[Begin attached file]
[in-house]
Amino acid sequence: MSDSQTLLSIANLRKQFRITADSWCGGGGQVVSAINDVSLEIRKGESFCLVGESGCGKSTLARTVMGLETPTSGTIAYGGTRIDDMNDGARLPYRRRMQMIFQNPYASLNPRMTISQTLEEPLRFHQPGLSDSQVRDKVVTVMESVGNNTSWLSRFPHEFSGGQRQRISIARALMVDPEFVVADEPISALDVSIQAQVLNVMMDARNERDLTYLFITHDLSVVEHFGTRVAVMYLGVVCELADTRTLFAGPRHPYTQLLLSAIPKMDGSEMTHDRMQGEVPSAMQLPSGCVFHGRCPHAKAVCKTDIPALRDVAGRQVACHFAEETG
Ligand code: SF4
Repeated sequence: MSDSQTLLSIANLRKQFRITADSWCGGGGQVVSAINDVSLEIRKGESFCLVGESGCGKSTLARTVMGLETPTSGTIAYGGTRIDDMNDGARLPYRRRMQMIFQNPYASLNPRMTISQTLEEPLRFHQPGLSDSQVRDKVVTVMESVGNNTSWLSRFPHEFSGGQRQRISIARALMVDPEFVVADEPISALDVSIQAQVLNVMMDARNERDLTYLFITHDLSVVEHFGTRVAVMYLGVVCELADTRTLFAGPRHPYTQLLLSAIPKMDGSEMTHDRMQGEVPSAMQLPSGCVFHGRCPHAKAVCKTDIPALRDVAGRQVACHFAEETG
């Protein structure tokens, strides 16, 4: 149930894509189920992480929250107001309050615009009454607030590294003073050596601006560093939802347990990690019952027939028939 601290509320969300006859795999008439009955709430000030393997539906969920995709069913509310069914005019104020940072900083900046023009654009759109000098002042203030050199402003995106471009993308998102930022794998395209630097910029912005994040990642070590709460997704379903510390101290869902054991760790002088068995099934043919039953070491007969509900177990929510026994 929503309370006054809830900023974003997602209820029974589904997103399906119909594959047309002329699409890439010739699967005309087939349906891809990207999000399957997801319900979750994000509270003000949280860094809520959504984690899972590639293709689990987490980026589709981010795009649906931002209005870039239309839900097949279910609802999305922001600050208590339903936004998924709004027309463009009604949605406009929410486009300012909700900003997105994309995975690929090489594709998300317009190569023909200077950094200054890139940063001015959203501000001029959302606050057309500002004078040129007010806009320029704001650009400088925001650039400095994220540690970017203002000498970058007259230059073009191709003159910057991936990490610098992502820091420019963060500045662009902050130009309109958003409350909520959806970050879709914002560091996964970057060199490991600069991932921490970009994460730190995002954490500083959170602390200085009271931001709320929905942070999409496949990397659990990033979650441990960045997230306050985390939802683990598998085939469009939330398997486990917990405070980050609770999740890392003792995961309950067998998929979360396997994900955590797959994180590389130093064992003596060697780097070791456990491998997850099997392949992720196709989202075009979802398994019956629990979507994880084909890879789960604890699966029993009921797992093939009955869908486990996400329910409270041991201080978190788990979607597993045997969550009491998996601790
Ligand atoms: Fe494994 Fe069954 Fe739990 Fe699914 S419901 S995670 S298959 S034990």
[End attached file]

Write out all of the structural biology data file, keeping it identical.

[in-house]
Amino acid sequence: MSDSQTLLSIANLRKQFRITADSWCGGGGQVVSAINDVSLEIRKGESFCLVGESGCGKSTLARTVMGLETPTSGTIAYGGTRIDDMNDGARLPYRRRMQMIFQNPYASLNPRMTISQTLEEPLRFHQPGLSDSQVRDKVVTVMESVGNNTSWLSRFPHEFSGGQRQRISIARALMVDPEFVVADEPISALDVSIQAQVLNVMMDARNERDLTYLFITHDLSVVEHFGTRVAVMYLGVVCELADTRTLFAGPRHPYTQLLLSAIPKMDGSEMTHDRMQGEVPSAMQLPSGCVFHGRCPHAKAVCKTDIPALRDVAGRQVACHFAEETG
Ligand code: SF4
Repeated sequence: MSDSQTLLSIANLRKQFRITADSWCGGGGQVVSAINDVSLEIRKGESFCLVGESGCGKSTLARTVMGLETPTSGTIAYGGTRIDDMNDGARLPYRRRMQMIFQNPYASLNPRMTISQTLEEPLRFHQPGLSDSQVRDKVVTVMESVGNNTSWLSRFPHEFSGGQRQRISIARALMVDPEFVVADEPISALDVSIQAQVLNVMMDARNERDLTYLFITHDLSVVEHFGTRVAVMYLGVVCELADTRTLFAGPRHPYTQLLLSAIPKMDGSEMTHDRMQGEVPSAMQLPSGCVFHGRCPHAKAVCKTDIPALRDVAGRQVACHFAEETG
């Protein structure tokens, strides 16, 4: 149930894509189920992480929250107001309050615009009454607030590294003073050596601006560093939802347990990690019952027939028939 601290509320969300006859795999008439009955709430000030393997539906969920995709069913509310069914005019104020940072900083900046023009654009759109000098002042203030050199402003995106471009993308998102930022794998395209630097910029912005994040990642070590709460997704379903510390101290869902054991760790002088068995099934043919039953070491007969509900177990929510026994 929503309370006054809830900023974003997602209820029974589904997103399906119909594959047309002329699409890439010739699967005309087939349906891809990207999000399957997801319900979750994000509270003000949280860094809520959504984690899972590639293709689990987490980026589709981010795009649906931002209005870039239309839900097949279910609802999305922001600050208590339903936004998924709004027309463009009604949605406009929410486009300012909700900003997105994309995975690929090489594709998300317009190569023909200077950094200054890139940063001015959203501000001029959302606050057309500002004078040129007010806009320029704001650009400088925001650039400095994220540690970017203002000498970058007259230059073009191709003159910057991936990490610098992502820091420019963060500045662009902050130009309109958003409350909520959806970050879709914002560091996964970057060199490991600069991932921490970009994460730190995002954490500083959170602390200085009271931001709320929905942070999409496949990397659990990033979650441990960045997230306050985390939802683990598998085939469009939330398997486990917990405070980050609770999740890392003792995961309950067998998929979360396997994900955590797959994180590389130093064992003596060697780097070791456990491998997850099997392949992720196709989202075009979802398994019956629990979507994880084909890879789960604890699966029993009921797992093939009955869908486990996400329910409270041991201080978190788990979607597993045997969550009491998996601790
Ligand atoms: Fe494994 Fe069954 Fe739990 Fe699914 S419901 S995670 S298959 S034990």